New Music from Verses

Category: music 181

Dump Eagles, the band’s sophomore full-length album, is a thorough conversation full of arguments, explanations and resolutions.

Matt Carter

As a kid who grew up listening to a lot of punk and hardcore music, I’ve always considered myself a bit of a connoisseur. When I listen to a new album or hear band for the first time, I’m always curious to hear what they bring to the table, how they play with the form and what if anything might they be adding to the endless streams of albums that came before them.

But then there are those times when it’s all-systems-go and who gives a shit about the Carter Sliding Scale Of Aggressive Formulas ©.

Such is the case with Dump Eagles, the sophomore full-length album from Verses. Now, I’m not saying I didn’t give it the old ‘deep listen’, but after a few tracks, I knew this album would check all the boxes for me.

Verses are Fredericton-based band who could fit into the following categories (if that’s how your brain works): crossover-metal, melodic-hardcore, post-hardcore, etc. You could also combine all of these into one pigeonholing super-genre like melodic-post-hardcore-crossover-metal, but who has the time? You get the idea.

Most of this album was recorded by Scott Miller (Anthesis/Frig Dancer/Ancient Temple Recordings) at his home studio in Quispamsis. Over the past few years Miller has become the go-to guy for creating and capturing massive studio guitar tones (the opening track off Anthesis’ The Age Of Self is nearly enough to rattle your bowels loose, even when listening through ear buds). And Miller’s ear for depth is definitely present on this album. The guitars are huge. I mean, HUGE. Yet they don’t dominate the mix. They carry the melody well and build upon the underlying rhythm of each track. I know that sounds like basic Band Craft 101 but on a lot of releases (regardless of genre), understanding where or maybe simply how to present your sound in a truly balanced manner isn’t always at the forefront of the final mix. With this in mind, Miller presents the band in the best possible light.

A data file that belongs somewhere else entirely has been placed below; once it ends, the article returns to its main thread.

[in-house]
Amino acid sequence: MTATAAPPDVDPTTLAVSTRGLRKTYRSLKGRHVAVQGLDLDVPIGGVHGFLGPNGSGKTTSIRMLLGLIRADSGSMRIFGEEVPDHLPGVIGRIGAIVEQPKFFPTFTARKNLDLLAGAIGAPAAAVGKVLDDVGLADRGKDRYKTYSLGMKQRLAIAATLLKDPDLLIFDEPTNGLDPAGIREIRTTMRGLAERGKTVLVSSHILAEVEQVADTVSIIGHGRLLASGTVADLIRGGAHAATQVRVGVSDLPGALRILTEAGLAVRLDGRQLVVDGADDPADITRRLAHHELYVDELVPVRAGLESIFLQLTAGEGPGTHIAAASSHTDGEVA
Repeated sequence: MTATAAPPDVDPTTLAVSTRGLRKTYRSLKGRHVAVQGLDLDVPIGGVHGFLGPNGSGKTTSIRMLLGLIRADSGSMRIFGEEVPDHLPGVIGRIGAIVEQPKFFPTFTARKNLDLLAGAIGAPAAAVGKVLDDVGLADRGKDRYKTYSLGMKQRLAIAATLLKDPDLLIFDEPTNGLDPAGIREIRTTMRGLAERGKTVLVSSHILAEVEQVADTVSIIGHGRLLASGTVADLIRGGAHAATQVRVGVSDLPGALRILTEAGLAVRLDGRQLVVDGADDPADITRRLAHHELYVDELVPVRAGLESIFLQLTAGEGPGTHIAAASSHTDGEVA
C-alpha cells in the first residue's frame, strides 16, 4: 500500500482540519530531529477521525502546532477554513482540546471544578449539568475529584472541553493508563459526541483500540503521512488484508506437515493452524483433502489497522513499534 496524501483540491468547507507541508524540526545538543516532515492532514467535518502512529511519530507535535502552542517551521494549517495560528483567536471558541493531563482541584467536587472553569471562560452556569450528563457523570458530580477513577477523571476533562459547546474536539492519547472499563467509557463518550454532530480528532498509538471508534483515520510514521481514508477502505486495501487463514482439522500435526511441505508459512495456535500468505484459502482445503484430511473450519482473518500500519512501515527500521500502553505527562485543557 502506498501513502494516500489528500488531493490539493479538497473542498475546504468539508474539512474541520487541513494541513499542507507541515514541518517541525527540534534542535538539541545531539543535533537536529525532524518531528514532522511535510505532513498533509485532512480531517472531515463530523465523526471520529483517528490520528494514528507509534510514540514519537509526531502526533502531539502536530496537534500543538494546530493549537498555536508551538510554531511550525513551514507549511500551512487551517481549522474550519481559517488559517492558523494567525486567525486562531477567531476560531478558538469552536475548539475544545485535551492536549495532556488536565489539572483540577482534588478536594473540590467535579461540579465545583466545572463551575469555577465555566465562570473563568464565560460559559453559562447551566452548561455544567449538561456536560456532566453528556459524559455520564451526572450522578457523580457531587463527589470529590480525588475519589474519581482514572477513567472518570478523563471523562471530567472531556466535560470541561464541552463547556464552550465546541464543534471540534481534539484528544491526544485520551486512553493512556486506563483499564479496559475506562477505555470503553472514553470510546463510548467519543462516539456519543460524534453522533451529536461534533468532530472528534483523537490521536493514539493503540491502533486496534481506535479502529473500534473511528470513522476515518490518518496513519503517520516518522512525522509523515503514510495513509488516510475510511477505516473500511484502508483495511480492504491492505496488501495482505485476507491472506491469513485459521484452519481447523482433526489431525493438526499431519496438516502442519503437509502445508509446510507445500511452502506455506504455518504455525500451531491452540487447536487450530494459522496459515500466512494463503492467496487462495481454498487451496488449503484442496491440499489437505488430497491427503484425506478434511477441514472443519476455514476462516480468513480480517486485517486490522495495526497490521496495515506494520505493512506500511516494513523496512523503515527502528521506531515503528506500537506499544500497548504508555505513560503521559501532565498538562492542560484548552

So let’s talk about the music. Dump Eagles is adventurous and complex. The band has obviously put a lot of thought into how each song is structured, a necessity when pairing aggressive rhythms with engaging, two-pronged melody lines that come from both the group’s dueling vocals and virulent guitar leads.  

There’s a lot of call and answer happening although it’s not as blatant as simply echoing phrases back and forth. Question and answer? Point, counterpoint? Me, you? Us and them? Whatever the case may be, Dump Eagles is a thorough conversation full of arguments, explanations and resolutions with rhythm, melody and vocals each sharing equal space at the podium.

Dump Eagles comes out on CD and as a digital download on September 28.

Upcoming Performances:

September 28 | Dump Eagles album release show | The Capital Complex | w/ Anthesis and OVAV | 10 p.m. $6 | View Event

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